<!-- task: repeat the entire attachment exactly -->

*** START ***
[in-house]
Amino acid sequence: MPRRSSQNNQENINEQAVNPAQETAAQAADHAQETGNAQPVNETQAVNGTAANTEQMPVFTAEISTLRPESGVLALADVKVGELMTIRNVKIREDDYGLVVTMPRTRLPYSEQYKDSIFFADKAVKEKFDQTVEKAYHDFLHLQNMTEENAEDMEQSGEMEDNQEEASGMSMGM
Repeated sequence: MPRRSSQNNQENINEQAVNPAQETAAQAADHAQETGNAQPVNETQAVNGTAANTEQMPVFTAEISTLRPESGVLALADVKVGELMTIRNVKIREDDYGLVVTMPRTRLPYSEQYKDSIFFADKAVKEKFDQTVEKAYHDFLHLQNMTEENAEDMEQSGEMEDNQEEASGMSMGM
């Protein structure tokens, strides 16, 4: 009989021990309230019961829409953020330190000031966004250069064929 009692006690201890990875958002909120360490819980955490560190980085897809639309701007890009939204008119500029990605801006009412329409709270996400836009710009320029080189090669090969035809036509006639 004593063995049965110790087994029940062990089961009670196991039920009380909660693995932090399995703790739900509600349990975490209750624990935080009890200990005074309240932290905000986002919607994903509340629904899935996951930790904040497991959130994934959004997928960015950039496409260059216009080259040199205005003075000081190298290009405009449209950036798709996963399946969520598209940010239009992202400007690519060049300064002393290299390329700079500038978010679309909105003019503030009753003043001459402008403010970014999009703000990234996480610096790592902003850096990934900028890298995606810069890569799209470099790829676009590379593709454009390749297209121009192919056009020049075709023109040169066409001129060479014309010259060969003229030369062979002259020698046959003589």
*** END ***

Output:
[in-house]
Amino acid sequence: MPRRSSQNNQENINEQAVNPAQETAAQAADHAQETGNAQPVNETQAVNGTAANTEQMPVFTAEISTLRPESGVLALADVKVGELMTIRNVKIREDDYGLVVTMPRTRLPYSEQYKDSIFFADKAVKEKFDQTVEKAYHDFLHLQNMTEENAEDMEQSGEMEDNQEEASGMSMGM
Repeated sequence: MPRRSSQNNQENINEQAVNPAQETAAQAADHAQETGNAQPVNETQAVNGTAANTEQMPVFTAEISTLRPESGVLALADVKVGELMTIRNVKIREDDYGLVVTMPRTRLPYSEQYKDSIFFADKAVKEKFDQTVEKAYHDFLHLQNMTEENAEDMEQSGEMEDNQEEASGMSMGM
């Protein structure tokens, strides 16, 4: 009989021990309230019961829409953020330190000031966004250069064929 009692006690201890990875958002909120360490819980955490560190980085897809639309701007890009939204008119500029990605801006009412329409709270996400836009710009320029080189090669090969035809036509006639 004593063995049965110790087994029940062990089961009670196991039920009380909660693995932090399995703790739900509600349990975490209750624990935080009890200990005074309240932290905000986002919607994903509340629904899935996951930790904040497991959130994934959004997928960015950039496409260059216009080259040199205005003075000081190298290009405009449209950036798709996963399946969520598209940010239009992202400007690519060049300064002393290299390329700079500038978010679309909105003019503030009753003043001459402008403010970014999009703000990234996480610096790592902003850096990934900028890298995606810069890569799209470099790829676009590379593709454009390749297209121009192919056009020049075709023109040169066409001129060479014309010259060969003229030369062979002259020698046959003589």